Human Rights, Big Data and Technology

Misinformation and Disinformation and Deep Fakes

AI data

Investigating how mis and disinformation are affecting human rights

Misinformation and disinformation campaigns threaten several human rights. They endanger democracy and put journalists and human rights activists at risk. At the same time, many of the responses put in place by companies and states equally threaten freedom of expression.


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Misinformation and disinformation and deep fakes

Misinformation and disinformation are commonly known as ‘fake news’. The mis/disinformation phenomenon has been catalysed by the technological revolution. The increasingly frequent use of social media contributes to the amount of data shared and processed by algorithms. It has also changed the way news is created and disseminated.

Put simply, misinformation is the sharing of incorrect information whereas disinformation is the sharing of incorrect information with a malicious intent. Mis/disinformation can take many forms such as memes, misattributed content, fabricated or cloned websites and news. It also includes altered and fabricated images and videos (these are also called deepfakes). Bots, trolls and other AI or non-AI agents can increase the reach of mis/disinformation campaigns. Algorithms that create filter bubbles significantly intensify its impact and effect on users.

Misinformation and disinformation and deep fakes and human rights

We assert that misinformation and disinformation amplifies discrimination and human bias, having an adverse effect on minority groups that are already discriminated against. There are also other human rights that may be affected.

The impact on human rights during elections

Article 25 the International Convention on Civil and Political Rights (ICCPR) establishes the right of everyone to take part in the conduct of public affairs and to vote. Mis/disinformation campaigns have been largely used during elections or referenda to manipulate voters and to shape the outcome of polls. Bots have been used to affect the public debate and influence the electorate both in domestic and international elections.

In Ecuador and in the Philippines the presidents admitted using paid trolls during the electoral campaigns . Studies also confirmed the use of state-led propaganda by the Russian Internet Research Agency as a foreign policy tactic to affect the outcome of the 2016 US Presidential Elections. Misleading and deceiving information was provided to targeted groups to undermine their right to vote. Similar campaigns have also been used to discredit electoral observation missions.

The threats to human rights defenders and journalists and the chilling effect

Computational propaganda’ can also be used to target or troll journalists and human rights defenders critical of governments or political movements. This can include formal state sponsorship  and other  organisational sponsors. The goal of such targeting is to create reputational damage, a societal backlash, or a chilling effect that discourages the continuation of critical work, as warned by the UN Secretary-General in his opening remarks to the Human Rights Council in February 2019. These online harassment campaigns can produce a chilling effect on the freedom of expression, association and assembly of the targeted individuals, who may refrain from publicly expressing their views and engaging in their normal activities for fears of further verbal and physical attacks.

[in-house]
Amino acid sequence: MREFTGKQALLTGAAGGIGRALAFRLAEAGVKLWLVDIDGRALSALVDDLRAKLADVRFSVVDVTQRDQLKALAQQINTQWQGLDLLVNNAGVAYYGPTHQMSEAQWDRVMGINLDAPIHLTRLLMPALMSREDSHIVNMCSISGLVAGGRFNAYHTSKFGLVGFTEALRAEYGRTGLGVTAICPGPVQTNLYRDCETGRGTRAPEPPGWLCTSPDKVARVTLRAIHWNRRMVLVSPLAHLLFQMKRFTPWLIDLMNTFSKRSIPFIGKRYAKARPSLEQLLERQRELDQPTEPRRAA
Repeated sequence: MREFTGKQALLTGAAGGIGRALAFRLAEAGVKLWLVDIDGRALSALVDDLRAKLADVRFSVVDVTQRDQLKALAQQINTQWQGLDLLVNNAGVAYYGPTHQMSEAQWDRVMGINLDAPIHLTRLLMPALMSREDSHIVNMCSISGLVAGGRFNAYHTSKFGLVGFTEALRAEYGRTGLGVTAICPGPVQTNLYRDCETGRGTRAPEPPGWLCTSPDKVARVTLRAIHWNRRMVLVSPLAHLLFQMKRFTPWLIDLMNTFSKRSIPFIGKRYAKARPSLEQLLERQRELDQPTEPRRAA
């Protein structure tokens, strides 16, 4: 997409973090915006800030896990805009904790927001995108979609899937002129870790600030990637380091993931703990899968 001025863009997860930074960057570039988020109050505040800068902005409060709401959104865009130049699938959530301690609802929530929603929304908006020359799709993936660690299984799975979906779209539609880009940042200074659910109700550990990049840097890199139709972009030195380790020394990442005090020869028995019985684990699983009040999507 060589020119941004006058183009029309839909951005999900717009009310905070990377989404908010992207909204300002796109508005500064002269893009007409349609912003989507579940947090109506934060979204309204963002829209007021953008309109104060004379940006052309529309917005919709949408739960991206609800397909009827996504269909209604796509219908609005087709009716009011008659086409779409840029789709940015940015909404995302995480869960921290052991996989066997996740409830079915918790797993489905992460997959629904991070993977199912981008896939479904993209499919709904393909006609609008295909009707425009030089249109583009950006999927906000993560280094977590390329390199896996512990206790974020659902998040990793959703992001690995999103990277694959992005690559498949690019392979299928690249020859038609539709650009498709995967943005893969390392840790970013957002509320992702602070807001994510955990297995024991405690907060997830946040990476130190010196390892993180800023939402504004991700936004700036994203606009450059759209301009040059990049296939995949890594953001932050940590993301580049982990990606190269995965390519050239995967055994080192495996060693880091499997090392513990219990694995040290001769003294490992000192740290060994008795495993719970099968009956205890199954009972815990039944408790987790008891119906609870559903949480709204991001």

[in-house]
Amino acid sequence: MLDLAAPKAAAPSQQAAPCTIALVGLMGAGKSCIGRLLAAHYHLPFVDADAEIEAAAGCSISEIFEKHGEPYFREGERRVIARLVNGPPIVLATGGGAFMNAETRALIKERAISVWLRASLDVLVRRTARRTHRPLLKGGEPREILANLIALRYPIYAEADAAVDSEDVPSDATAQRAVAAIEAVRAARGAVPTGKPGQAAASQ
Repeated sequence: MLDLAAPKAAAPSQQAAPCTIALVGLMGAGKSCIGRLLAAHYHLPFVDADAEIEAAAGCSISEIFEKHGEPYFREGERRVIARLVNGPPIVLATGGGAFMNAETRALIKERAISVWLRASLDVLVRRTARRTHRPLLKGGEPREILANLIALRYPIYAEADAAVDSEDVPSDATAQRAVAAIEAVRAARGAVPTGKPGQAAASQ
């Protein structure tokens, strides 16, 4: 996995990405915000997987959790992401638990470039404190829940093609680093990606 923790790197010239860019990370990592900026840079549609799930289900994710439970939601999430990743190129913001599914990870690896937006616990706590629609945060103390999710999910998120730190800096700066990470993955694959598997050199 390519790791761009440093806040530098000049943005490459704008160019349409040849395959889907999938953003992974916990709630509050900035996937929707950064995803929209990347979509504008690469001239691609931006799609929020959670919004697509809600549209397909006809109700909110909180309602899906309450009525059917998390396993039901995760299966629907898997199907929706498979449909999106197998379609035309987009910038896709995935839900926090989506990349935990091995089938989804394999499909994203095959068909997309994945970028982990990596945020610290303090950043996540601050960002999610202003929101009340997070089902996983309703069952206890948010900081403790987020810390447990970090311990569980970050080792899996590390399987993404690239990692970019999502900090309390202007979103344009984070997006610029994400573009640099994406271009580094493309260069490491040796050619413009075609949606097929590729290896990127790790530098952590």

Hiding behind mis/disinformation and avoiding accountability

Governments around the world have also started using the label ‘fake news’ or ‘mis/disinformation’ to close down debates or deny allegations against them in the context of human rights violations. This strategy represses freedom of expression and avoids accountability, threatening many human rights guarantees such as the duty to investigate in the case of violation of the right to life.

Mis/disinformation as a tool for hate speech

A significant proportion of mis/disinformation, and memes in particular, contain hate speech: incitement to hatred, justification for and promotion of spreading hateful messages based on intolerance, racism and violence. This is boosted by the fact that the digital space offers the possibility to post anonymously,  resulting in a lack of accountability.

The responses to mis/disinformation and their threats to human rights

States, business and international organisations have been developing responses to tackling mis/disinformation, ranging from establishing expert groups and task forces, demotion/removal of content and accounts, anti-disinformation laws and media literacy programmes. Some of these measures may pose further risks to human rights, in particular to freedom of expression.

Our research

We aim to provide a better understanding of how mis/disinformation is affecting the wide spectrum of human rights and to push the debate further on how to address this phenomenon without endangering human rights.

Our research areas